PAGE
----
The reality is that most population growth in the next decade will still be out in the suburbs. And so businesses will want to cater to the growth areas. So, if we want businesses to open downtown, and stay there instead of biz parks, then we need to make it easy for families to visit downtown. While I think that means improving public transit options-- i think LRT could be huge to help downtown for this very reason--- for the foreseeable future, people move their family around in cars. And we just don't have the population base to shun suburbia if we want downtown to be vibrant.

Also, I would say that the costing of parking spaces will have only extremely marginal effect on automobile use, especially given our public transit is so poor, so most families who would wish to come downtown will want convenient parking. I do think people in HRM are entitled and expect convenient AND free parking, which is absurd, but over time, they'll get over that. So long as there are ample parking spaces, via parking garages in convenient locations like this, people will come downtown, park, and shop. In fact, one of the biggest challenges for downtown over the last 20 years was the other impact of zero downtown development-- there were no new underground parking lots being built because there was no developments happening. In, Toronto and most major cities, new developments brought online new parking spaces, making parking less costly and also very convenient-- we've relied on surface parking and street parking -- both inconvenient, with little capacity, and in the case of surface lots-- ugly and inefficient.

I also think you're wrong about the economics of developments. Parking garages help increase the size and scope of developments because it's means of sustaining overall costs in the long term. Owners rent spots to tenants and then on weekends/weekdays to the public, it is income they wouldn't otherwise have. Developers would add bigger lots if they could -- they're not costly to build or maintain if done right, compared to actual buildings.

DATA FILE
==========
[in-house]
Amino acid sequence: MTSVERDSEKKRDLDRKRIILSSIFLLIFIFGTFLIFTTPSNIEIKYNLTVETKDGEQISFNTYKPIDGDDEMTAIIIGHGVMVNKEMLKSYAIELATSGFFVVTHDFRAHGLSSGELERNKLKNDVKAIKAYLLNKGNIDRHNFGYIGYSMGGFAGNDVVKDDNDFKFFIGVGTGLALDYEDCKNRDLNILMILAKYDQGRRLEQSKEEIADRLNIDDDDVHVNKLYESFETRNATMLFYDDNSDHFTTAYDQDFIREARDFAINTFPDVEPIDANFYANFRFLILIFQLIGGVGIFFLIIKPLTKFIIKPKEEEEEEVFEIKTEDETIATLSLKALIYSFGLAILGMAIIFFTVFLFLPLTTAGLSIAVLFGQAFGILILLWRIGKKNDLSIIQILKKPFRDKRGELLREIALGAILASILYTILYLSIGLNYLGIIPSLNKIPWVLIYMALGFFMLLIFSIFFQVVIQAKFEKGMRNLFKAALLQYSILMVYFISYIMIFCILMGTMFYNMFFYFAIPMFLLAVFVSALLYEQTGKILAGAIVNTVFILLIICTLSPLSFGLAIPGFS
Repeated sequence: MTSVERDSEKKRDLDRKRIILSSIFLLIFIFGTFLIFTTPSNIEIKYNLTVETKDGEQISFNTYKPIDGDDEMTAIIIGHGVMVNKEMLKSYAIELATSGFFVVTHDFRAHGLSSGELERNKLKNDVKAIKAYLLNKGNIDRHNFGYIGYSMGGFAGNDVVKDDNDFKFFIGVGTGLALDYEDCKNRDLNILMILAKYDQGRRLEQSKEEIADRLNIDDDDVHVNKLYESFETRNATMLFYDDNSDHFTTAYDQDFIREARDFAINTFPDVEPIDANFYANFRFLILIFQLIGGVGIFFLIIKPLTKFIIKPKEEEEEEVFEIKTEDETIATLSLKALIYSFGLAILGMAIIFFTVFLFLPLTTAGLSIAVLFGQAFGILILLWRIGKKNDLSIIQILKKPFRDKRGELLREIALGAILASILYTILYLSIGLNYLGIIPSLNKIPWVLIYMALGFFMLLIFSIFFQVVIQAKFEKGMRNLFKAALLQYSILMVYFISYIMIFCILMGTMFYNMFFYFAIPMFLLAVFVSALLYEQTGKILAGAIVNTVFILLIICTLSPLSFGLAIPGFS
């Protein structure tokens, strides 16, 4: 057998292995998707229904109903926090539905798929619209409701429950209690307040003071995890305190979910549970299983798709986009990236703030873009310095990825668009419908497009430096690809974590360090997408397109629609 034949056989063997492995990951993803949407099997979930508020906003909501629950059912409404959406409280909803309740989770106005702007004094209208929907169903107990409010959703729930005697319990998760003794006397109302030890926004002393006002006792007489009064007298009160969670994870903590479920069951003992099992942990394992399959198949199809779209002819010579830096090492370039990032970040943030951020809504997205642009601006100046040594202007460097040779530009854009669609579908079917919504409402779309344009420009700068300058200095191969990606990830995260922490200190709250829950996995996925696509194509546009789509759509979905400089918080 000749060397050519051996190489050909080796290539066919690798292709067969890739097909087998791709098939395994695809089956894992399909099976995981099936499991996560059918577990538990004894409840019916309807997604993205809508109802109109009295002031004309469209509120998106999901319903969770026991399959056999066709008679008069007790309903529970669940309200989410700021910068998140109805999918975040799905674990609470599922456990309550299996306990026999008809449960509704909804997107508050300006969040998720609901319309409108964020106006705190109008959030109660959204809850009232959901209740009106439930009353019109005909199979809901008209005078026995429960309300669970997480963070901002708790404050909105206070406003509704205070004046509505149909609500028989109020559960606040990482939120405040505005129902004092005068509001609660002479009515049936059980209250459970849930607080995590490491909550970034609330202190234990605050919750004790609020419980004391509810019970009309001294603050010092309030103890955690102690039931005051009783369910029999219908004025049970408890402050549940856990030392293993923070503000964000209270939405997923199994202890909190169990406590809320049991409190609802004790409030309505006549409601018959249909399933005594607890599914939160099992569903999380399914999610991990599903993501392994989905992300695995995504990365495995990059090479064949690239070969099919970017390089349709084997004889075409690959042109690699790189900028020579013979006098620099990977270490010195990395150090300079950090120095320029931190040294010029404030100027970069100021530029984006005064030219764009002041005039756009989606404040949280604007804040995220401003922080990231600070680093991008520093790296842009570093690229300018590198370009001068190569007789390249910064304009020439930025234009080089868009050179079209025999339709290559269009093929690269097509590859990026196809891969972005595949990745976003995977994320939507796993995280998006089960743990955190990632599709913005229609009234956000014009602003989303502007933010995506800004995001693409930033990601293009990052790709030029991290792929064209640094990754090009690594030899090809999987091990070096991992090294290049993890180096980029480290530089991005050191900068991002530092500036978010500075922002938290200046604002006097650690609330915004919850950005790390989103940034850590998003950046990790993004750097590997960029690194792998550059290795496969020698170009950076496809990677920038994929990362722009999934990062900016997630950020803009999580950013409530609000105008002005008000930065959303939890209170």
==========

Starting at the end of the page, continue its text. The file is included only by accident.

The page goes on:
If we make it impossible to park, businesses like Urban Outfitters will simply not stay. They'll move to suburban malls and we'll go back to dead downtown streets.

If you truly want to reduce car usage, you need a combination of (1) steep road tolls and (2) reliable transit (LRT / subway) that families will use.

We don't have (2) and our politicians are too spineless for (1).
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  #68  
Old Posted Oct 26, 2015, 4:28 PM
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Originally Posted by Drybrain View Post
A no-car condo was built in Calgary last year, and that city is significantly less urban-scaled than Halifax (at least, central Halifax). If they can do it there they can do it here. I live in the Hydrostone, and the only reason I have a car is because my girlfriend works in Amherst several days a week. If it weren't for that we'd ditch the car in a second. It's ridiculously expensive and totally unnecessary for our day-to-day life in the city.

That would be even more true on SGR. I think that in this one neighbourhood, at least, it's as easy to go car-less as in pretty much anywhere in Canada.
I think it's silly to go car-less given how sparse parking is right now downtown. While I don't think we need to go overboard in terms of spots, for reasons I note above, we need more parking capacity in and around this area. Once we have decent parking capacity, then maybe car-less developments make sense. Right now, I'm tired of hearing "no parking" grumbling constantly. So, let's build parking garages to shut these people up.